- Archimedes could have lifted the Earth more by jumping up and down than using a lever. Archimedes once said: "Give me a place to stand and I will move the Earth." While he discovered the power of levers, the QI elves have calculated that if he weighted 100kg, and he placed his fulcrum a kilometre away from the bottom of the Earth, in order to balance the planet he would need a lever 6.5 billion light years long. Assuming he could find a lever that long, if he moved his lever by one metre, the Earth would move less than the distance of the diameter of a proton. (Forfeit: With a lever)

- Tangent: If you jump up, according to Newtonian insight, you could move the Earth by a tiny amount, but it would cancel itself out according to Newton's Third Law. As a result, there is no true in the myth that if everyone in China jumped up and down it would cause a huge tidal wave.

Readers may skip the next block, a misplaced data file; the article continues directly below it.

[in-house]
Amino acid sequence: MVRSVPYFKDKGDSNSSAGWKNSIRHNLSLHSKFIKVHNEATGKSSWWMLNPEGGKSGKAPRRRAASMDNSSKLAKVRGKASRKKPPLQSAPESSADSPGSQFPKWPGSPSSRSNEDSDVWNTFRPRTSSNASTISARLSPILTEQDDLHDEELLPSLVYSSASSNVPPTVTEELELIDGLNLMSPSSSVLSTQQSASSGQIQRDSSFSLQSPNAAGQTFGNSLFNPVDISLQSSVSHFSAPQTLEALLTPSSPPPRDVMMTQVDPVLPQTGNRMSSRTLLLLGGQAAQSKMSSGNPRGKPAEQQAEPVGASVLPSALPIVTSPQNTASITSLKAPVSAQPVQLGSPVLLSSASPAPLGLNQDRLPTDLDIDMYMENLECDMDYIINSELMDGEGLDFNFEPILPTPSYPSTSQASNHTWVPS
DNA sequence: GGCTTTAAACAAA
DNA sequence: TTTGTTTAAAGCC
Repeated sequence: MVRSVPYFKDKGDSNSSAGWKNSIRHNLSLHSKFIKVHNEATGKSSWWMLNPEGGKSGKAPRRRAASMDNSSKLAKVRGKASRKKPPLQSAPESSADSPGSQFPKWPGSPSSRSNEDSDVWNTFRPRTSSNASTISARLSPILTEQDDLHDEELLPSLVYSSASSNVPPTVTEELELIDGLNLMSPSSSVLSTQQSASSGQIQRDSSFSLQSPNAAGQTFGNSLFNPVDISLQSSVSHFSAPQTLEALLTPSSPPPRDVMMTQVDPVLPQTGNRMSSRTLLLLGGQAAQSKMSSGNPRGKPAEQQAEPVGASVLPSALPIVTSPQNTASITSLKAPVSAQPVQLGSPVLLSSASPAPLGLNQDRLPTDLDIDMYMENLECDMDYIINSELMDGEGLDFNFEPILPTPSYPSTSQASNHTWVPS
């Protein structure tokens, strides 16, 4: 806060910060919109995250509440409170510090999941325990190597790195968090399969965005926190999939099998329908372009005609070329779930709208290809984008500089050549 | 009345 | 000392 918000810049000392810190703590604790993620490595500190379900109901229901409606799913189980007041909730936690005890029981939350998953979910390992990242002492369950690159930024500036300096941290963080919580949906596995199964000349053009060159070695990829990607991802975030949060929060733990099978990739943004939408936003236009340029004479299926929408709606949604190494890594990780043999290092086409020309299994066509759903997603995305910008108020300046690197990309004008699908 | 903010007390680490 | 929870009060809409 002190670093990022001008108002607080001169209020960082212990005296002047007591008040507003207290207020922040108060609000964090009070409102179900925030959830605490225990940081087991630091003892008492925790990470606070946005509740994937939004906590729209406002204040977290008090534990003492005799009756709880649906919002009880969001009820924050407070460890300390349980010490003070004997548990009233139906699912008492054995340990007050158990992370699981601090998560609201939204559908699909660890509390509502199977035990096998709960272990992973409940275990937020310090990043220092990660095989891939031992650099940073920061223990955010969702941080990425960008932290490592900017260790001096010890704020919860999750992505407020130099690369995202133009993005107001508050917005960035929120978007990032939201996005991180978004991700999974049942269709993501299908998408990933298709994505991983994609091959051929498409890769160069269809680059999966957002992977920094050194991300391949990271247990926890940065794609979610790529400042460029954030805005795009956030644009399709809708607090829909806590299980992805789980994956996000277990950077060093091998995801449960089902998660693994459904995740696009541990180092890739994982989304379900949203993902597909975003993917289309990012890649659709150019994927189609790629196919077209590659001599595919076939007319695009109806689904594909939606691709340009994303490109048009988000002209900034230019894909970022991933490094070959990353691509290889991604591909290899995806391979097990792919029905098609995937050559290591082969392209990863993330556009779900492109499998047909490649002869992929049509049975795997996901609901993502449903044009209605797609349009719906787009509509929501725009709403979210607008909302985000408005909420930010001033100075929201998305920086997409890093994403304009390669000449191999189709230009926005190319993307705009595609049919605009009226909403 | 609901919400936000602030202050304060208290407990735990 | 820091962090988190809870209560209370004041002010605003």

Scores

- Jan Ravens: 6 points
- Jimmy Carr: -7 points
- Clive Anderson: -14 points
- Alan Davies: -18 points

Broadcast details

Date
Friday 5th February 2010
Time
8:30pm
Channel
BBC One
Length
30 minutes

Repeats

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    Cast & crew

    Regular cast
    Stephen Fry Host / Presenter
    Alan Davies Regular Panellist
    Guest cast
    Clive Anderson Guest
    Jimmy Carr Guest
    Jan Ravens Guest
    Writing team
    John Mitchinson Question Writer
    Justin Pollard Question Writer
    James Harkin Question Writer
    Molly Oldfield Question Writer
    Production team
    Ian Lorimer Director
    Piers Fletcher Producer
    Katie Taylor Executive Producer
    David Morley (as Dave Morley) Executive Producer
    Nick King Editor
    Jonathan Paul Green Production Designer
    Howard Goodall Composer

    Video

    Stephen Impressed by Jan

    Jan Ravens impresses Stephen with her knowledge of the technical words concerning impressionism.

    Featuring: Alan Davies, Stephen Fry, Jimmy Carr, Jan Ravens.